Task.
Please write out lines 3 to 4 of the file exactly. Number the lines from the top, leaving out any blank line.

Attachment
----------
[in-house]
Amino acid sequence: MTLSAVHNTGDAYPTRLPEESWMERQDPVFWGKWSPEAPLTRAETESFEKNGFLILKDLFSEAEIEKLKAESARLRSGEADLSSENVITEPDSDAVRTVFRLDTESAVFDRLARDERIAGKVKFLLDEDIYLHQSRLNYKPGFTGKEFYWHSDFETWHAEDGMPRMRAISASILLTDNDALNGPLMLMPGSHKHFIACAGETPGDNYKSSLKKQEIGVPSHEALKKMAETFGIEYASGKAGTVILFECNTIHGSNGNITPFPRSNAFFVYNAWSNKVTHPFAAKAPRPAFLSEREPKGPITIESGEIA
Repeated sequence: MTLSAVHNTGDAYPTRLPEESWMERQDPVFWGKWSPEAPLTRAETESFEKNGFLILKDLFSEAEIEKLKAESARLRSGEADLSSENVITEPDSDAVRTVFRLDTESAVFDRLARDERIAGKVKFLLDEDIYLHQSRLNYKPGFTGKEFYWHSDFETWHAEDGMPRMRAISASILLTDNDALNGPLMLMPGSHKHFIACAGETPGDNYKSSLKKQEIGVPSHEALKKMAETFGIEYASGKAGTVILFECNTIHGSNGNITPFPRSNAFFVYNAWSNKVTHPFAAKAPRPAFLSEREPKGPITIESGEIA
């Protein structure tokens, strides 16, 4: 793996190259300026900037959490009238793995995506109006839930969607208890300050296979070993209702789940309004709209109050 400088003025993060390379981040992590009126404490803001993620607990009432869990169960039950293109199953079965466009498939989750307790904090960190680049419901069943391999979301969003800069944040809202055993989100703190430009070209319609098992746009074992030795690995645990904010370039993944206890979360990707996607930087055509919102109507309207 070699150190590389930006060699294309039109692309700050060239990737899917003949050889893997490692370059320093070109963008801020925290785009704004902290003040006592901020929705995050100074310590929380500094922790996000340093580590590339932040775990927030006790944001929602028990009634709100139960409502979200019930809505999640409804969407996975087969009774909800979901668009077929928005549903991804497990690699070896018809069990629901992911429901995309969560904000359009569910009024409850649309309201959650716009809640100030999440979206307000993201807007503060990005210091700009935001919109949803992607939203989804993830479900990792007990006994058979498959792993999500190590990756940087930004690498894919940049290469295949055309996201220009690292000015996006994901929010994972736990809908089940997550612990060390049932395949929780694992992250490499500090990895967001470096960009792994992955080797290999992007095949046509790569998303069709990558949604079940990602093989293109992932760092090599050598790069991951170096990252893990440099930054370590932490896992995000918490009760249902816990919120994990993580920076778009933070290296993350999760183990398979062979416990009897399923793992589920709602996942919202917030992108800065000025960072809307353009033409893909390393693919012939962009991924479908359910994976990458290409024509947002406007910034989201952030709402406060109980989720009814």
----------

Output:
Repeated sequence: MTLSAVHNTGDAYPTRLPEESWMERQDPVFWGKWSPEAPLTRAETESFEKNGFLILKDLFSEAEIEKLKAESARLRSGEADLSSENVITEPDSDAVRTVFRLDTESAVFDRLARDERIAGKVKFLLDEDIYLHQSRLNYKPGFTGKEFYWHSDFETWHAEDGMPRMRAISASILLTDNDALNGPLMLMPGSHKHFIACAGETPGDNYKSSLKKQEIGVPSHEALKKMAETFGIEYASGKAGTVILFECNTIHGSNGNITPFPRSNAFFVYNAWSNKVTHPFAAKAPRPAFLSEREPKGPITIESGEIA
């Protein structure tokens, strides 16, 4: 793996190259300026900037959490009238793995995506109006839930969607208890300050296979070993209702789940309004709209109050 400088003025993060390379981040992590009126404490803001993620607990009432869990169960039950293109199953079965466009498939989750307790904090960190680049419901069943391999979301969003800069944040809202055993989100703190430009070209319609098992746009074992030795690995645990904010370039993944206890979360990707996607930087055509919102109507309207 070699150190590389930006060699294309039109692309700050060239990737899917003949050889893997490692370059320093070109963008801020925290785009704004902290003040006592901020929705995050100074310590929380500094922790996000340093580590590339932040775990927030006790944001929602028990009634709100139960409502979200019930809505999640409804969407996975087969009774909800979901668009077929928005549903991804497990690699070896018809069990629901992911429901995309969560904000359009569910009024409850649309309201959650716009809640100030999440979206307000993201807007503060990005210091700009935001919109949803992607939203989804993830479900990792007990006994058979498959792993999500190590990756940087930004690498894919940049290469295949055309996201220009690292000015996006994901929010994972736990809908089940997550612990060390049932395949929780694992992250490499500090990895967001470096960009792994992955080797290999992007095949046509790569998303069709990558949604079940990602093989293109992932760092090599050598790069991951170096990252893990440099930054370590932490896992995000918490009760249902816990919120994990993580920076778009933070290296993350999760183990398979062979416990009897399923793992589920709602996942919202917030992108800065000025960072809307353009033409893909390393693919012939962009991924479908359910994976990458290409024509947002406007910034989201952030709402406060109980989720009814």